Mon. Oct 14th, 2019

Iwahig prison to venture into taro and sweet potato farming

(From left to right) Ohyangmok Philippines, Inc president Andy Kim, Bureau of Corrections (BuCor) director general Nicanor Faeldon, Iwahig Prison and Penal Farm (IPPF) Senior Superintendent Geraldo Aro sign the joint venture agreement for the Ho Ho Farm Project in IPPF

The Bureau of Corrections (BuCor) has signed a joint venture agreement with a Korean firm for the development of a 150-hectare taro and sweet potato farm at the Iwahig Prison and Penal Farm (IPPF).

BuCor director general Nicanor Faeldon signed the agreement on Tuesday with Ohyangmok Philippines, Inc. represented by its president, Andy Kim.

Called the Ho Ho Farm Project, the farm will cultivate taro (Palawan gabi) and sweet potatoes primarily for export to Korea and Japan.

The agreement provides for a 60-40 percent profit sharing between BuCor and Ohyangmok, respectively.

Kim said their company’s farm project needs an estimated 1,000-hectare but will start with an initial 150 hectares for taro alone.

“Here, I will make sweet potato starch and then market it to Korea. Korea needs a lot of potato starch because 75 percent of production of sweet potato in the world comes from China, but they reduced production. It’s a big problem in Korea,” Kim said.

Kim added that the sweet potato starch project will need about one megawatt of electricity. While the company does not have it yet, he said they will plant taro first for export to Korea and Japan.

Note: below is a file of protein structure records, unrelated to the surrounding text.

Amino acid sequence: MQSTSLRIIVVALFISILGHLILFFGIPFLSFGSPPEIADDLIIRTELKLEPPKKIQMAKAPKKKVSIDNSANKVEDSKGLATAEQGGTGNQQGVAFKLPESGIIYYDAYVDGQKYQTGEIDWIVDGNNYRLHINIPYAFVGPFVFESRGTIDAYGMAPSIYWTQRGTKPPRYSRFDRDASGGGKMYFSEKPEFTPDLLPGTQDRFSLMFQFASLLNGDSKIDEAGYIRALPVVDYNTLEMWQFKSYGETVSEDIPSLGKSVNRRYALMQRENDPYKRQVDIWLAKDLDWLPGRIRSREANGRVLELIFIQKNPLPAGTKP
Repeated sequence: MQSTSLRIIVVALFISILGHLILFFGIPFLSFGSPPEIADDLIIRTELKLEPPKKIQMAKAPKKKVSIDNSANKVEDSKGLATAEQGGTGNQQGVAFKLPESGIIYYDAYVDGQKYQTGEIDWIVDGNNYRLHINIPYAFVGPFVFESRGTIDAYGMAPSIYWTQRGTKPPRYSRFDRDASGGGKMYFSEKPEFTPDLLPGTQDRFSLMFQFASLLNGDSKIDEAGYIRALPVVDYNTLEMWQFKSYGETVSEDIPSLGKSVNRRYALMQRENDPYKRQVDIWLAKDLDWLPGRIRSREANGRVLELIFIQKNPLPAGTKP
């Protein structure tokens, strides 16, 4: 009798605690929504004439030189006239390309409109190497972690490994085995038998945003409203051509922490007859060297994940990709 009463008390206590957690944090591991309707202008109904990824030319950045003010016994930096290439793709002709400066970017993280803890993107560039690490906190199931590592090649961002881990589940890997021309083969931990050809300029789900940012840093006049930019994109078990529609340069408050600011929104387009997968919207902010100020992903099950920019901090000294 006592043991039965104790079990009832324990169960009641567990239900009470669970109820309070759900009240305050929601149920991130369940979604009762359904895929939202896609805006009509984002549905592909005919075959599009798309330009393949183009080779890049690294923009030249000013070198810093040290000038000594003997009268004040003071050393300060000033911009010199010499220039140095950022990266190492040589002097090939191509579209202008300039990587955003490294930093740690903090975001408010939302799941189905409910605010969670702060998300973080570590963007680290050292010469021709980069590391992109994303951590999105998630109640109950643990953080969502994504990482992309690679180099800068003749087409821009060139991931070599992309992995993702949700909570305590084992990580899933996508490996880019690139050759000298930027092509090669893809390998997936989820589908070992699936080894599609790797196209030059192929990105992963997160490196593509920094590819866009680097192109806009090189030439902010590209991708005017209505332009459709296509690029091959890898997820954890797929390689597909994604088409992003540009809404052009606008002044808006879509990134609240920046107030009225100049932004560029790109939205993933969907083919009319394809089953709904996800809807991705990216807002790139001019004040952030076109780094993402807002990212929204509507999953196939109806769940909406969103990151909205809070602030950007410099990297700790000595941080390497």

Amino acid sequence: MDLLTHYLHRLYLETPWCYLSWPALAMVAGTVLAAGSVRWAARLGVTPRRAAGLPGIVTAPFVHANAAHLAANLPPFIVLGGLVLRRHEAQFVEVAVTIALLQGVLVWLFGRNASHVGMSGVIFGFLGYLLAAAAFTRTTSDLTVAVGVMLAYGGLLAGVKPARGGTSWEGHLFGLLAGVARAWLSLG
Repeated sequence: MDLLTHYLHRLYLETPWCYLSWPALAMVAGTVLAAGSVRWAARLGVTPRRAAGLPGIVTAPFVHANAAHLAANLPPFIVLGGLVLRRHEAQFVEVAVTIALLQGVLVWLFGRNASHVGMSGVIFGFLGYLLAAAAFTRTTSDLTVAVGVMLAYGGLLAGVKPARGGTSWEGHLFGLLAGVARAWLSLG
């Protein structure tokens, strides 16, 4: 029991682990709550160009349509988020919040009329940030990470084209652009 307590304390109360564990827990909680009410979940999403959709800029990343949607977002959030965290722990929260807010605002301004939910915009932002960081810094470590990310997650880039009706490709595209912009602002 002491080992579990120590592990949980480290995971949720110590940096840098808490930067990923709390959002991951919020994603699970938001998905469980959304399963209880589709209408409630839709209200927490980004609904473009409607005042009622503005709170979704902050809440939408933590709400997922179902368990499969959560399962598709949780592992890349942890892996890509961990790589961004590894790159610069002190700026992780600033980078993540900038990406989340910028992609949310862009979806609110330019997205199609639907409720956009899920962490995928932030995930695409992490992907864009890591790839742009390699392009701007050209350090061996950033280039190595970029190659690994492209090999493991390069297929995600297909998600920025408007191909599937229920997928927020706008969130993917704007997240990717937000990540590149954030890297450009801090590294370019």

“There are four kinds of taro in Palawan, one of them, the Palawan gabi,” he said.

On sweet potato starch, Kim said Ohyangmok plans to produce about 50,000 metric tons per year.

Kim said they already began a taro nursery in February as their pilot farm near Balsahan Falls inside the jurisdiction of the IPPF.

Kim also noted that their plantation project will require “about one megawatt” of electric power, and acknowledged it as a challenge to them in the face of the present power supply situation.

Faeldon said the agreement they signed with Ohyangmok is mandated under Republic Act 10575 or “The Bureau of Corrections Act of 2013″.

“It is a mandated task of the BuCor under the Republic Act 10575. Under that law, we can have joint venture agreements with private corporations or independently develop assets to generate resources,” Faeldon said.

Faeldon said once the operation starts, they will ensure that the project will not negatively affect their existing rice farms.

He said its irrigation plans must also be coordinated with the Puerto Princesa City Water District (PPCWD) and BuCor.

The agreement also provides that 75 percent of the firm’s manpower must also come from IPPF.

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